Although official reports of additional human H5N6 infections in China have (at least, temporarily) shut down over the past month, 2021 has seen a surge in cases, with 26 of the 52 known infections since 2014 occurring over the past 12 months.Many of these cases were reported over the summer months, a time when transmission of avian viruses is generally at its nadir, and this fall we've seen at least two Chinese CCDC Weekly reports warning that HPAI H5N6 continues to mutate and reassort, and that its threat to public health is increasing.
CCDC Weekly: Outbreak Report - Five Independent Cases of Human Infection With HPAI H5N6 — Sichuan Province
In recent weeks we've seen several H5N6 risk assessments or statements of concern published by public Health Agencies, including WHO: Assessment of Risk Associated with Influenza A(H5N6) Virus and UK HSA Risk Assessment On HPAI H5N6.
In Early November the CDC published CDC Monitoring HPAI H5N6 In China, where they announced their intention to undertake a new risk assessment of H5N6, which has just been published on their IRAT (Influenza Risk Assessment Tool) list.
Can the IRAT predict a future pandemic?
No. The IRAT is an evaluative tool, not a predictive tool. Flu is unpredictable, as are future pandemics.
The CDC's IRAT can help planners decide which viruses pose the greatest risks, so they can prioritize their efforts and investments. In 2016, the CDC had only 11 novel flu viruses on their IRAT watch list, but over the the past 5 years we've seen that number double to a record high (n=22).
Since 2014, 52 human infections with highly pathogenic avian influenza (HPAI) A(H5N6) clade 18.104.22.168b virus (H5N6 22.214.171.124b) have been reported to the World Health Organization, with 26 human infections reported in 2021 as of 19 November, all but one reported from China. Most infected persons reported exposure to poultry or poultry environments prior to infection. The majority of infections have resulted in severe illness requiring hospitalization, with 9 deaths in 2021. In addition, surveillance reports indicate detection of A(H5N6) 126.96.36.199b in poultry, waterfowl, and environmental samples.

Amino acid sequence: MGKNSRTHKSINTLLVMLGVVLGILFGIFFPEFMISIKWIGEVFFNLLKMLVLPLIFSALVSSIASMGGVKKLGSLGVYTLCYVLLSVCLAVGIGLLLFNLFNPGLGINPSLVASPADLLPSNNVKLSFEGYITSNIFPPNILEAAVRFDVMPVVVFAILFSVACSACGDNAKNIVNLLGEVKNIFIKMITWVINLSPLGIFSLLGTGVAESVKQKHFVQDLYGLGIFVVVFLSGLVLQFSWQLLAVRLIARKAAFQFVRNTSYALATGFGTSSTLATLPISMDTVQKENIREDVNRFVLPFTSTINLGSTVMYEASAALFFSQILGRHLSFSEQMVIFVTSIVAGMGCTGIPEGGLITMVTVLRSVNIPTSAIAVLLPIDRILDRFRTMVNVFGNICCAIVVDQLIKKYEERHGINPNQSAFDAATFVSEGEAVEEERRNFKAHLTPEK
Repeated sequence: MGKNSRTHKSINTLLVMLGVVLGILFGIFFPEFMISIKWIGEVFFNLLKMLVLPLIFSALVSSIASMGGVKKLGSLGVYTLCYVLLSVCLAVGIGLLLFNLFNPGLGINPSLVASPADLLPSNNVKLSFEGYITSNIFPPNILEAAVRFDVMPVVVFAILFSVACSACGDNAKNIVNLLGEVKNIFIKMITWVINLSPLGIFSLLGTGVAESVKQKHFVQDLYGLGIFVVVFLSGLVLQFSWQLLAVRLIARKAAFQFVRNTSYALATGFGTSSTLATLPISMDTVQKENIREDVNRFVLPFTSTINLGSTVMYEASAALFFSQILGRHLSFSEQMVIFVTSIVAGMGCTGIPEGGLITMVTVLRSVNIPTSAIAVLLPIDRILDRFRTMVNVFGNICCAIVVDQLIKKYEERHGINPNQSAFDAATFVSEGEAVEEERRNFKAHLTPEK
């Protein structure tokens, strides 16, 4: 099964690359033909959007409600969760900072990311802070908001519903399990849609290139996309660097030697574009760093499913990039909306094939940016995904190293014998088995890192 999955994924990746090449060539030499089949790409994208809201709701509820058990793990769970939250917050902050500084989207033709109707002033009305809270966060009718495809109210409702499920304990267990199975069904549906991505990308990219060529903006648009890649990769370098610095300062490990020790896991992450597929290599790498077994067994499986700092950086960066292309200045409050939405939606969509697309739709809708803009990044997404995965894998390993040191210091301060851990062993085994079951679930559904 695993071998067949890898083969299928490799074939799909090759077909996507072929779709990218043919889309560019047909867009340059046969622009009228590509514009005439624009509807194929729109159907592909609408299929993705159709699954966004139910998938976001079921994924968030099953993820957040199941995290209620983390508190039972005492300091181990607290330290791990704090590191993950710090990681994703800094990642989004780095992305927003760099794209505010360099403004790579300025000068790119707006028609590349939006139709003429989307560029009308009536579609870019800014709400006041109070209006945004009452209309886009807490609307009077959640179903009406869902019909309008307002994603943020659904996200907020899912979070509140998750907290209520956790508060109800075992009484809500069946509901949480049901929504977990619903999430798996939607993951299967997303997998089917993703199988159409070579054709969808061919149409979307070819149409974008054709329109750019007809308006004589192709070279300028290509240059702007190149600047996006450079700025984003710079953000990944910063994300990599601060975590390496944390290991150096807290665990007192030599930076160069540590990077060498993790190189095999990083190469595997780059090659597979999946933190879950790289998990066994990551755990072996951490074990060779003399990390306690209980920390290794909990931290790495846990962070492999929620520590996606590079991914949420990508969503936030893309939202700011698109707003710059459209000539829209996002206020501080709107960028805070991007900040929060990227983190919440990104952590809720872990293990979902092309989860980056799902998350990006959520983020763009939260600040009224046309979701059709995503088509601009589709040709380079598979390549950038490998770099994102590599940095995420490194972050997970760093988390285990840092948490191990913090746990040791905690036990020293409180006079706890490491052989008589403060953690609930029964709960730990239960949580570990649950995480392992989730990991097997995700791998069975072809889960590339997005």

In 2013, a HPAI A(H5N6) virus was first detected in poultry in China. From 2016-2019, A(H5N6) clade 188.8.131.52b virus was reported in wild birds and in domestic poultry from multiple countries throughout Asia, Europe, and Africa. However, during 2020-2021, A(H5N6) clade 184.108.40.206b virus was only reported in birds in four countries in Asia.
Genetic sequence data from the 2021 human infections suggest that the A(H5N6) 220.127.116.11b viruses remain adapted to poultry, with no evidence of mammalian adaptation or increased transmissibility. Previously recommended H5 candidate vaccine viruses and antivirals are expected to be effective against A(H5N6) viruses currently circulating among poultry. In addition, A(H5N6) virus analysis suggests that they remain susceptible to available influenza antiviral medications.
Summary: A risk assessment of clade 18.104.22.168b, highly pathogenic avian influenza A(H5N6) virus, including a representative virus, A/Sichuan/06681/2021, was conducted in October 2021. The overall estimated IRAT scores placed this virus in the middle range of the moderate risk category, (which ranges from 4.0 to 7.9). The average risk score for the estimated potential emergence of the virus was 5.3, in the middle range of the moderate risk category. The average risk score for the virus to potentially impact public health was 6.3, also in the middle range of the moderate risk category. The average confidence level in the available data of all 10 risk elements was 1.9 (range: 1.0-2.6). Full report here pdf icon[PDF – 571 KB].
The caveat being this risk analysis, along with our updated case counts, is reliant on getting good, timely information out of China.
For now, based on available information, this new iteration of H5N6 ranks 9th on the CDC's list of zoonotic influenza viruses, far below the Chinese Swine-variant EA H1N1 `G4' virus, which is currently viewed as having the highest pandemic potential of any flu virus on their list.